Urmas Paet: Trump's troop withdrawal solo an unfortunate development
The Reform Party could support the coalition's presidential candidate, former foreign minister, MEP Urmas Paet says. He sees as the most unfortunate aspect of USA-EU relations the fact President Trump fails to discuss plans with allies and engages in solo acts that undermine transatlantic cooperation.
When will Estonia get a female head of government, like countries that have been successful in managing the coronavirus crisis (Germany, Norway, Denmark, New Zealand and Finland)?
(Sighs) I'm going to have to finish my coffee to tell you that… (takes a sip) … I think there will be coffee grounds once I reach the bottom. Then we'll see.
That was a heavy sigh.
Not really. Excess carbon dioxide is all there was to it.
It will happen one day. However, as I said, I would have to engage in tassology to give you a date.
Conservative People's Party (EKRE) deputy chairman Martin Helme described the popularity of the Reform Party as a "total trap" – you will not be replacing your chairman Kaja Kallas for as long as you remain the most popular in the polls, while you will never leave the opposition if you keep your chairman. A tragic fate.
I believe that the person you are referring to has been made into a mystical figure in Estonia and quoted one too many times.
He is the deputy chairman of a ruling party.
I'm serious when I say that some politicians are quoted and amplified to an insensible degree in Estonian politics, despite their utterances holding little in the way of value and meaning.
Criticizing a party (Reform) for having too many supporters shows we are not dealing with a serious and competent analysis.
What Martin Helme was rather suggesting is that the Reform Party will not be included in future governments for as long as it keeps its current chairman.
Firstly – see my answer to your initial question.
It is a single person's assessment that has very little to do with democratic processes in a free society. It is clear that no Estonian government is formed simply based on sympathy or lack thereof for a single party's chairman. That is hardly a modern approach.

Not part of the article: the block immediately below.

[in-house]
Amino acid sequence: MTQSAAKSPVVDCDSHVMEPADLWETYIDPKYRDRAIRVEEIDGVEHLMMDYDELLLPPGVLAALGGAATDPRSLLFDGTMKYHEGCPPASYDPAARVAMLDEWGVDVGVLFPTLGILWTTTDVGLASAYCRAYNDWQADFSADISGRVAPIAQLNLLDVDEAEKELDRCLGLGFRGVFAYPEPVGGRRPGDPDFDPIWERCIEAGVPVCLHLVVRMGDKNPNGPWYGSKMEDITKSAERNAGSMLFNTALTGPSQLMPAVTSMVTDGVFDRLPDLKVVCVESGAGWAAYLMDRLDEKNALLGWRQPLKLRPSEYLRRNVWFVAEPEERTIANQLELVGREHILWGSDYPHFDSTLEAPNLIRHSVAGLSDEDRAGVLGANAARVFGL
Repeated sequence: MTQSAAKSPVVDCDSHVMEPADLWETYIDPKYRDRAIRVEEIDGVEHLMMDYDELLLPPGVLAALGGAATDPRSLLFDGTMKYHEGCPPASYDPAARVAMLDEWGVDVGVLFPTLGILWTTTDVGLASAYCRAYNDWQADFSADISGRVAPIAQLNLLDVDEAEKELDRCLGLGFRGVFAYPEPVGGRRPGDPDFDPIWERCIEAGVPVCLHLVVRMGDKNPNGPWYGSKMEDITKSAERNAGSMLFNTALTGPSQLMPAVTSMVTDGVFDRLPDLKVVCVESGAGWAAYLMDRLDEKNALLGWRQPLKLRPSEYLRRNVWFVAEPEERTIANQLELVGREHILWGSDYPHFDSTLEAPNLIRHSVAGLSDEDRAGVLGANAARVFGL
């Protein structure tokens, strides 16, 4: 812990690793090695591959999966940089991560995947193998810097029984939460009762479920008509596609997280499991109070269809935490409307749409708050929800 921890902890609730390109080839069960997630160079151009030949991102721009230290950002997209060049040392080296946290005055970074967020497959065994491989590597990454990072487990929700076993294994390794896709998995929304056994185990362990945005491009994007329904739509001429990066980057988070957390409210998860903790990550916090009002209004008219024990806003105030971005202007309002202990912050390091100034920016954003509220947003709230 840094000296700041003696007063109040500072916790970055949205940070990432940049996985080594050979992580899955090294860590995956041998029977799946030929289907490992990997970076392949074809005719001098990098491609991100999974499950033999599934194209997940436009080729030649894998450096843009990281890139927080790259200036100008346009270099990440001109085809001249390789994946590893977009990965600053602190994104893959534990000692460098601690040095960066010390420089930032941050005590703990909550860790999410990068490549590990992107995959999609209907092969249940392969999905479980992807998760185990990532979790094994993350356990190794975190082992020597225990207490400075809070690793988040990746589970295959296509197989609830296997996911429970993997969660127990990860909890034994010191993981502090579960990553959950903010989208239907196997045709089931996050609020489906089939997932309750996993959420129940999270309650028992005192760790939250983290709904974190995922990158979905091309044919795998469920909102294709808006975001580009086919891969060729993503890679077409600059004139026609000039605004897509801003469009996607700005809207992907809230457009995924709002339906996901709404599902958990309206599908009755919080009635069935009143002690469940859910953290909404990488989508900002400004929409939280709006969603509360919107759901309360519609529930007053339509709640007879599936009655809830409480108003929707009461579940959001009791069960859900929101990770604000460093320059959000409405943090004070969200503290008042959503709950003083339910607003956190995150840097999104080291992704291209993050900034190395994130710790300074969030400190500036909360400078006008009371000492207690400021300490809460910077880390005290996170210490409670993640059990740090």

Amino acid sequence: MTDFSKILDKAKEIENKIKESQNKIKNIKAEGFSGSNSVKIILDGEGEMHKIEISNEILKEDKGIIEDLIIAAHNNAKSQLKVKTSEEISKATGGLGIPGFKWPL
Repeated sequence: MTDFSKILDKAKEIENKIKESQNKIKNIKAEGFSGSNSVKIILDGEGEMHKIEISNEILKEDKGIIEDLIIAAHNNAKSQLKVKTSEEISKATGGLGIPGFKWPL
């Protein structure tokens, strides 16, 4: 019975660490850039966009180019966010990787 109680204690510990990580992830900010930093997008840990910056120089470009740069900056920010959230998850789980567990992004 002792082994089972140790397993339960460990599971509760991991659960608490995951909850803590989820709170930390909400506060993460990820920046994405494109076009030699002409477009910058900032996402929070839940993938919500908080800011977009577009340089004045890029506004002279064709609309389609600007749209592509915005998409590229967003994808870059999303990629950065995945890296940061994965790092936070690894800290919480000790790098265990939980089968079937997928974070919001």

Your honorary chairman Siim Kallas turned Helme's utterance on its head on the pages of Õhtuleht: "Let's turn that around and say that as long as the Helme family remains part of it, it is impossible to work with EKRE." Is that truly how rigid things have become now?
I would like to believe it is not. Recent years in public life and politics have been characterized by an abundance of empty words and rhetoric that too often lacks substance and meaning. Things that are no longer valid or taken seriously the next day are uttered too often.
Does that also apply to Siim Kallas?
It is a general tendency in Estonian politics. Words do not weigh what they should, unfortunately.
Ruling out individual people cannot be an adequate approach. If a party is to be ruled out based on cooperation being difficult to imagine, you need solid arguments.
You are deputy chair of the Reform Party, so perhaps you can say whether it would have been better not to rule out cooperation with EKRE after elections as you would have the Riigikogu majority between the two of you.
It is not about ruling someone out because of what they're called. What matters is substance, whether enough common ground can be found for a government to make sense.
Periods leading up to elections and campaign promises… I would like them to go beyond empty phrases. Looking at what different parties, including EKRE, promised before elections and their rhetoric at the time, finding common ground would have been strained to say the least.
So, it was fair to say that it makes no sense to discuss a government [with EKRE].
What is the Reform Party's mission in the opposition?